Fred Hutchinson and NCI Launch Software For Sharing, Managing Proteomics Data | GenomeWeb

Fred Hutchinson and the National Cancer Institute released last week a free, open-source software platform that is intended to make it easier for researchers to manage and share data during the proteomic discovery process.

The software, called Computational Proteomics Analysis System, is a web-based system that is designed to complement existing repositories for proteomics data, such as PRIDE, Peptide Atlas, and GPM, according to a paper on CPAS that was published Dec. 8 in the online version of the Journal of Proteome Research.

Get the full story with
GenomeWeb Premium

Only $95 for the
first 90 days*

A trial upgrade to GenomeWeb Premium gives you full site access, interest-based email alerts, access to archives, and more. Never miss another important industry story.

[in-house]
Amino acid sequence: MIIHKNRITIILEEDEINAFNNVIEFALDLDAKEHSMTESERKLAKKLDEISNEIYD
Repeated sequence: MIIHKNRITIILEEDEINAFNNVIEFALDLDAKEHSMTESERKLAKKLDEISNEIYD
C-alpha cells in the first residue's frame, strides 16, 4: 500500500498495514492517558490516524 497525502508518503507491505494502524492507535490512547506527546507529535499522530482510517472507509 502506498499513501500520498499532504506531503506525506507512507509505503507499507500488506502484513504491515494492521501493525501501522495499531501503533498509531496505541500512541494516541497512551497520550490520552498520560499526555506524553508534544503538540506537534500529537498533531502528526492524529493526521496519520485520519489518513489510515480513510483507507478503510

Try GenomeWeb Premium now.

Already a GenomeWeb Premium member? Login Now.
Or, See if your institution qualifies for premium access.

*Before your trial expires, we’ll put together a custom quote with your long-term premium options.

Not ready for premium?

Register for Free Content
You can still register for access to our free content.

A Karmagenes researcher has lost his position after reportedly admitting to data fabrication, according to Retraction Watch.

Two neuroscientists write in Nature News that solving the "reproducibility crisis" in science may require changing the requirements for publication.

In Nature this week: genomic analysis of prehistoric New Mexicans, a nanopore method for mapping DNA methylation, and more.

A new study finds that adding missing good bacteria to the skin microbiome of atopic dermatitis patients decreases Staphylococcus aureus colonization.